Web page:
Rand Water Gauteng

A number of communities in Gauteng have been left with low pressure or no water at all. Image via Unsplash

‘Gauteng does not have a water crisis’: EFF on stage 2 restrictions

The Economic Freed Fighters (EFF) says Gauteng does not have a water crisis despite Stage 2 water restrictions being implemented.

Rand Water Gauteng

A number of communities in Gauteng have been left with low pressure or no water at all. Image via Unsplash

The Economic Freedom Fighters (EFF) says Gauteng does not have a water crisis. 

This comes as bulk supplier, Rand Water is currently implementing Stage 2 water restrictionsin the province which is also affecting all the municipalities in Gauteng including the three metros, City of Ekurhuleni, Johannesburg and tshwane. 


Rand Water which also supplies North West, Mpumalanga and Limpopo reduced supply by 30% in Gauteng citing high consumption and low reservoir levels. It said reducing supply will serve to ensure that there is still enough water in the reservoirs to mitigate amongst the others intermittent supply.

“Since the beginning of Spring, Rand Water’s bulk supply to municipalities has increased from an average of 4 300 million litres of water a day to 4 900 million litres. There are approximately 17 million people supplied by Rand Water and on average the consumption in Gauteng per person is over 300 litres against the world’s average of 173 litres per person per day,” the bulk supplier said.

The EFF said water is an essential basic need for life and economic purposes. 

The party said businesses that rely on water and electricity for production and services are struggling to cope with the rolling electricity outages and adding the new restrictions aggravates an already desperate situation. 

“Imposing water restrictions on hospitals, clinics, schools and crechés to a point where there’s a shortage of water to drink and to flush toilets poses a severe health risk to vulnerable people,”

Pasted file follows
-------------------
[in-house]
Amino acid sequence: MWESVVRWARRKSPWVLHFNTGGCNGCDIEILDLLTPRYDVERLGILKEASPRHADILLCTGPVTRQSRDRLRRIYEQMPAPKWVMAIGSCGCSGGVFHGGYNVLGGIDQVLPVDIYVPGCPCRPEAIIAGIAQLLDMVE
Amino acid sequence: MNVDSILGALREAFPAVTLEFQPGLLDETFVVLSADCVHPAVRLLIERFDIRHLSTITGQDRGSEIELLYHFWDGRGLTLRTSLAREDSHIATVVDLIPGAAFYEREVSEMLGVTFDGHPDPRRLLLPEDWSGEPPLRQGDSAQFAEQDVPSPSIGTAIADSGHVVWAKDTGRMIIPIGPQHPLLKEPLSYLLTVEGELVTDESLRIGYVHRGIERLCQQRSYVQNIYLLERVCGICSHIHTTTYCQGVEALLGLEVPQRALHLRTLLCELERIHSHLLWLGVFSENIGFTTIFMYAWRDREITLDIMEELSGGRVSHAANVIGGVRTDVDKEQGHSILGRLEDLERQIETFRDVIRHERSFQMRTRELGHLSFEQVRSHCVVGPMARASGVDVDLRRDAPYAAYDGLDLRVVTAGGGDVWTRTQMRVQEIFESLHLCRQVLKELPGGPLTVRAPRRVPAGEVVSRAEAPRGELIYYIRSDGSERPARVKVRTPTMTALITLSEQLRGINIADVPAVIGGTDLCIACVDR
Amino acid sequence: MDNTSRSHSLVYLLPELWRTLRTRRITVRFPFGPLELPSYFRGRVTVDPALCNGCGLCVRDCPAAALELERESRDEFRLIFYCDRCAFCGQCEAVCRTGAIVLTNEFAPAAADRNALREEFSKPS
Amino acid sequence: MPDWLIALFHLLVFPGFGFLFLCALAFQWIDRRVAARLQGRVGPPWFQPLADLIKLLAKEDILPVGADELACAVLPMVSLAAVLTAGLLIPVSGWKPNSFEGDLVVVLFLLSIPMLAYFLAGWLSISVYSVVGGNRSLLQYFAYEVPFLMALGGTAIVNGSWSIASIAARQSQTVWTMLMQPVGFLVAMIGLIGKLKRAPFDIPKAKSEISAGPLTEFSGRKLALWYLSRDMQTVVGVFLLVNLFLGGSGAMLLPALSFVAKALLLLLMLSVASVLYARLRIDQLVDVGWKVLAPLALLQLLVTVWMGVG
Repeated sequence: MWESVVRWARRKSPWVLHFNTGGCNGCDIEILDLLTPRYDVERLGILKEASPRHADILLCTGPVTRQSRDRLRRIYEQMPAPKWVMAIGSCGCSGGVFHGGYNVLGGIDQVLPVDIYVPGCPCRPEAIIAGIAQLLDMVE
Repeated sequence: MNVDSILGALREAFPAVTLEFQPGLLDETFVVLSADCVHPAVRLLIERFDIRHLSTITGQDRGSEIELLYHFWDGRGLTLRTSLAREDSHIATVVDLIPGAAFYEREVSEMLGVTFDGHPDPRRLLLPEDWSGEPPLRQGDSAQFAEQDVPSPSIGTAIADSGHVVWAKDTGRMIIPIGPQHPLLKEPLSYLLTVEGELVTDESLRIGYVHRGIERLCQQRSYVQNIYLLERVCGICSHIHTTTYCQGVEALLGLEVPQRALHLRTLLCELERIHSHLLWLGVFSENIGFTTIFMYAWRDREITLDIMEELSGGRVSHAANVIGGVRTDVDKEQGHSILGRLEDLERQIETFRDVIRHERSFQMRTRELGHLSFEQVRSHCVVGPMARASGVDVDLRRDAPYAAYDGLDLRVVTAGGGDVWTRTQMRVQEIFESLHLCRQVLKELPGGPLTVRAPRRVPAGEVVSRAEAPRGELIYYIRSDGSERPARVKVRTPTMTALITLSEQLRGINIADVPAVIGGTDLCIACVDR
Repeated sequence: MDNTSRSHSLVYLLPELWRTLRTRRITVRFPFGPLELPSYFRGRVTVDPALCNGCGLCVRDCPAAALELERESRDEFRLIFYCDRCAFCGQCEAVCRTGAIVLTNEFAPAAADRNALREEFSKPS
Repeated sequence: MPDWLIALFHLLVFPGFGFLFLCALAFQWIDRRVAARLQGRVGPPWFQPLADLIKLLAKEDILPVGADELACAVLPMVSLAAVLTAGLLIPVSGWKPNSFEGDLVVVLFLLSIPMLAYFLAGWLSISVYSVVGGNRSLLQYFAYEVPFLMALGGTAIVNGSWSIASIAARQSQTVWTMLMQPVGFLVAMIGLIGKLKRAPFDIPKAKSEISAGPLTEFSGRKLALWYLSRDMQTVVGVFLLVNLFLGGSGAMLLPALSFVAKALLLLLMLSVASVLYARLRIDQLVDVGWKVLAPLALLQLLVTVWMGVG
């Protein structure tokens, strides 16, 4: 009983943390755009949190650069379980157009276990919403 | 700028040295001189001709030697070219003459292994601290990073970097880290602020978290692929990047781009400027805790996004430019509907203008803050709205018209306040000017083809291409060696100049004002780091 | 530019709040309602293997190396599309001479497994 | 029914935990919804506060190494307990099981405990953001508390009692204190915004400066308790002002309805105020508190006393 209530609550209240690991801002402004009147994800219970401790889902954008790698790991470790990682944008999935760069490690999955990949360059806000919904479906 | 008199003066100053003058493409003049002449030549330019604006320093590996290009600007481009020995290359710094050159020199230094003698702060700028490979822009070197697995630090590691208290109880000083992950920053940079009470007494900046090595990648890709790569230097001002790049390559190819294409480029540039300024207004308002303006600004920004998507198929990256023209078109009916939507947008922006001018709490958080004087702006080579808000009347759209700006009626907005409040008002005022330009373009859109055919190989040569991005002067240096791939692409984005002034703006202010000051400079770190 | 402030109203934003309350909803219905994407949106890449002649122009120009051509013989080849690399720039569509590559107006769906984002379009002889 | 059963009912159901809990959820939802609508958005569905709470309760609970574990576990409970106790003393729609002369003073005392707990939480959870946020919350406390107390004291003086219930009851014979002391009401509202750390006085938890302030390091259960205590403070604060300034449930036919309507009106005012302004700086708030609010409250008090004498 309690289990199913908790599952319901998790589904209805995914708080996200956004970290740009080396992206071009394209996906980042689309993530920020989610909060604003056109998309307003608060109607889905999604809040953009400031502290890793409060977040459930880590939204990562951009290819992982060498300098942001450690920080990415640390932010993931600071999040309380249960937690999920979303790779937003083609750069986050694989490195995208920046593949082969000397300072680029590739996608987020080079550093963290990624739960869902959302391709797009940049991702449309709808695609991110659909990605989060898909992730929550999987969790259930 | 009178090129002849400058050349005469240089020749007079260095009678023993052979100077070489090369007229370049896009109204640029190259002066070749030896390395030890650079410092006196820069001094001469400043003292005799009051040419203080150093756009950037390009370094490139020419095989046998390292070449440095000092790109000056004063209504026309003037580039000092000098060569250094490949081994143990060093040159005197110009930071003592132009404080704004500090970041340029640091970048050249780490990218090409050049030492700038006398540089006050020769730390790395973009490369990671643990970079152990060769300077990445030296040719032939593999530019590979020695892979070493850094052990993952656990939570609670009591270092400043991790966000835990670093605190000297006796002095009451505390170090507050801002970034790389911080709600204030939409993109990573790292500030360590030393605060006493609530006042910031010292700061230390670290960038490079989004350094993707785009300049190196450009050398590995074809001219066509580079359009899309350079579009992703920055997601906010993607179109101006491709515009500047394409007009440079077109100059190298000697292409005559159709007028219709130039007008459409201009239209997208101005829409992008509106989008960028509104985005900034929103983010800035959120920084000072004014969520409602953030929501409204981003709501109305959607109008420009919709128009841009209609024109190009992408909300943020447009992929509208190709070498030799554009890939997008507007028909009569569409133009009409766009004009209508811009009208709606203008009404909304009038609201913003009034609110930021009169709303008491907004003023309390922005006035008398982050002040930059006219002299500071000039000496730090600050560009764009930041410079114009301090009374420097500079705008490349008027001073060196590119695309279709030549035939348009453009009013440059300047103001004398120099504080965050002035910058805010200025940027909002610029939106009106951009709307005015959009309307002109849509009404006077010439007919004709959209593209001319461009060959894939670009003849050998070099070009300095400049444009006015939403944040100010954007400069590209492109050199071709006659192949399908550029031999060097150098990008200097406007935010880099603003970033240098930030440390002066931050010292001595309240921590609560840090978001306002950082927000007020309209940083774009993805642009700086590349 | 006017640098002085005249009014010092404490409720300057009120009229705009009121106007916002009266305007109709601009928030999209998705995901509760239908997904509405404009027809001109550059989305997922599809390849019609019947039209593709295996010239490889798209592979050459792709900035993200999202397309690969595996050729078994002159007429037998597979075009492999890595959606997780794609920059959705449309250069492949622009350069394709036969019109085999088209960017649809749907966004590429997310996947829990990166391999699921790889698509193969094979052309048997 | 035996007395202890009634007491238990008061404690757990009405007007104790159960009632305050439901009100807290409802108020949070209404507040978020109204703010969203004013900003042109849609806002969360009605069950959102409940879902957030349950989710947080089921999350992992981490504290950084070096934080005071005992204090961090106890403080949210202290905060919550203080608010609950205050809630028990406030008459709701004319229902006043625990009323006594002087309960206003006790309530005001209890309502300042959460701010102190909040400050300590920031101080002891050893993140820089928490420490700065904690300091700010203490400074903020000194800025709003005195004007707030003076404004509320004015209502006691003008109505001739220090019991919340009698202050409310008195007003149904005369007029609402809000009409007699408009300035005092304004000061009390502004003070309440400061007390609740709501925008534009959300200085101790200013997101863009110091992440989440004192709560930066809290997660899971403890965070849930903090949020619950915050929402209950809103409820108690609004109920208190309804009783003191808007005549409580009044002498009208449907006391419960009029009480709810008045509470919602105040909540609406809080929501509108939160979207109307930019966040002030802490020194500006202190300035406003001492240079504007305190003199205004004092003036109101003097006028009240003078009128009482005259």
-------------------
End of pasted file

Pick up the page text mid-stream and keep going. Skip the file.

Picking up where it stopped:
According to the party, Gauteng does not have a crisis as supply dam levels are over 90% and anticipating a rainy period. It further said it is opposed to the new restrictions and will engage with the bulk supplier’s management and municipalities to find an amicable solution to the challenge.

“Increased water consumption by residents due to the hot climate is inevitable and water systems must be built to adapt to respond to this. 

“While water sparing mechanisms like minimal use of sprays, sprinklers and hose pipes are essential, they do not provide an adequate solution to the challenge. Improved infrastructure in terms of the water pumping system and maintenance is important.”


Weighing in on the restrictions, University of Free State water expert Professor Anthony Turton said the country’s water system needs a trillion-rand investment to fix its infrastructure.

Turton said the country is on the brink of total systemic failure not only of the energy system but also of the reticulation systems.

“We’re also starting to see instability in things like internet and that sort of thing, so yes, we are dangerously close to total systemic failure in South Africa. The dams themselves aren’t empty, but there is now an inability of supply to meet demand,” he said.

Meanwhile, parts of the Johannesburg are without water as the another system crashed on Sunday, 16 October as levels have worsened from critically low to empty.

There are the areas that are affected:

  • Montgomery Park
  • Westbury
  • Hursthill
  • Greymont
  • Coronationville
  • Newlands
  • Northcliff
  • Newclare
  • Auckland Park
  • Albertville
  • Newlands
  • Melville
  • Richmond
  • Parkview
  • Emmarentia
  • Greenside.

ALSO READ: Gauteng areas affected affected by Rand Water five-day shutdown